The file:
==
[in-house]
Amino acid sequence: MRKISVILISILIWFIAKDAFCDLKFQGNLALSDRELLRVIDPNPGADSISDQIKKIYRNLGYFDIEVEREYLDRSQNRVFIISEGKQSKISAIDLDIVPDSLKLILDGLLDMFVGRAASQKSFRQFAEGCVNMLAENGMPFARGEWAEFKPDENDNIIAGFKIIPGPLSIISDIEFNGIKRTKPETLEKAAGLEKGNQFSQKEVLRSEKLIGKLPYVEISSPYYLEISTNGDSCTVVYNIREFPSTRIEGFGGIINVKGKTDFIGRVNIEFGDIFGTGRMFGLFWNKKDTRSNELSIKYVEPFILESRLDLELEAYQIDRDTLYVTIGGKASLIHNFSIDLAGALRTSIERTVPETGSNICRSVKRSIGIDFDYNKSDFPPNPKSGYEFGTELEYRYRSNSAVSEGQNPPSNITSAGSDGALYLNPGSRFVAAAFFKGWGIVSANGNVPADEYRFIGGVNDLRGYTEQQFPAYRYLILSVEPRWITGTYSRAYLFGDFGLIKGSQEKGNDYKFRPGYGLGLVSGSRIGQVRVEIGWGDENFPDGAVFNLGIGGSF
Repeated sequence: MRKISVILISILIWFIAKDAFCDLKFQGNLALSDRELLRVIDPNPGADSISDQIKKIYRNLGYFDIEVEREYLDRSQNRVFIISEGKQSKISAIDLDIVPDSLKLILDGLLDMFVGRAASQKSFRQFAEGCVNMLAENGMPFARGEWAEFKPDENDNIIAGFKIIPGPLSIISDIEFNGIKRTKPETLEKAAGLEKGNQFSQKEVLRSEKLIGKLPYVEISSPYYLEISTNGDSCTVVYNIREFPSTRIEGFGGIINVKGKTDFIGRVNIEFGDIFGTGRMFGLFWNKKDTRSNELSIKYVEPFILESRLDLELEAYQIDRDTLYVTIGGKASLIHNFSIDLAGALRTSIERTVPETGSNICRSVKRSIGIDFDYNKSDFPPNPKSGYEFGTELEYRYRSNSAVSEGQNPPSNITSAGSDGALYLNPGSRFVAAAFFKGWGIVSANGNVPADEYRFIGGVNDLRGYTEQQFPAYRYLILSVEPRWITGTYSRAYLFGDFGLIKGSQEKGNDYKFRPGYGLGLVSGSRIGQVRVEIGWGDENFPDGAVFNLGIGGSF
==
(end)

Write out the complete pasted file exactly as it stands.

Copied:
[in-house]
Amino acid sequence: MRKISVILISILIWFIAKDAFCDLKFQGNLALSDRELLRVIDPNPGADSISDQIKKIYRNLGYFDIEVEREYLDRSQNRVFIISEGKQSKISAIDLDIVPDSLKLILDGLLDMFVGRAASQKSFRQFAEGCVNMLAENGMPFARGEWAEFKPDENDNIIAGFKIIPGPLSIISDIEFNGIKRTKPETLEKAAGLEKGNQFSQKEVLRSEKLIGKLPYVEISSPYYLEISTNGDSCTVVYNIREFPSTRIEGFGGIINVKGKTDFIGRVNIEFGDIFGTGRMFGLFWNKKDTRSNELSIKYVEPFILESRLDLELEAYQIDRDTLYVTIGGKASLIHNFSIDLAGALRTSIERTVPETGSNICRSVKRSIGIDFDYNKSDFPPNPKSGYEFGTELEYRYRSNSAVSEGQNPPSNITSAGSDGALYLNPGSRFVAAAFFKGWGIVSANGNVPADEYRFIGGVNDLRGYTEQQFPAYRYLILSVEPRWITGTYSRAYLFGDFGLIKGSQEKGNDYKFRPGYGLGLVSGSRIGQVRVEIGWGDENFPDGAVFNLGIGGSF
Repeated sequence: MRKISVILISILIWFIAKDAFCDLKFQGNLALSDRELLRVIDPNPGADSISDQIKKIYRNLGYFDIEVEREYLDRSQNRVFIISEGKQSKISAIDLDIVPDSLKLILDGLLDMFVGRAASQKSFRQFAEGCVNMLAENGMPFARGEWAEFKPDENDNIIAGFKIIPGPLSIISDIEFNGIKRTKPETLEKAAGLEKGNQFSQKEVLRSEKLIGKLPYVEISSPYYLEISTNGDSCTVVYNIREFPSTRIEGFGGIINVKGKTDFIGRVNIEFGDIFGTGRMFGLFWNKKDTRSNELSIKYVEPFILESRLDLELEAYQIDRDTLYVTIGGKASLIHNFSIDLAGALRTSIERTVPETGSNICRSVKRSIGIDFDYNKSDFPPNPKSGYEFGTELEYRYRSNSAVSEGQNPPSNITSAGSDGALYLNPGSRFVAAAFFKGWGIVSANGNVPADEYRFIGGVNDLRGYTEQQFPAYRYLILSVEPRWITGTYSRAYLFGDFGLIKGSQEKGNDYKFRPGYGLGLVSGSRIGQVRVEIGWGDENFPDGAVFNLGIGGSF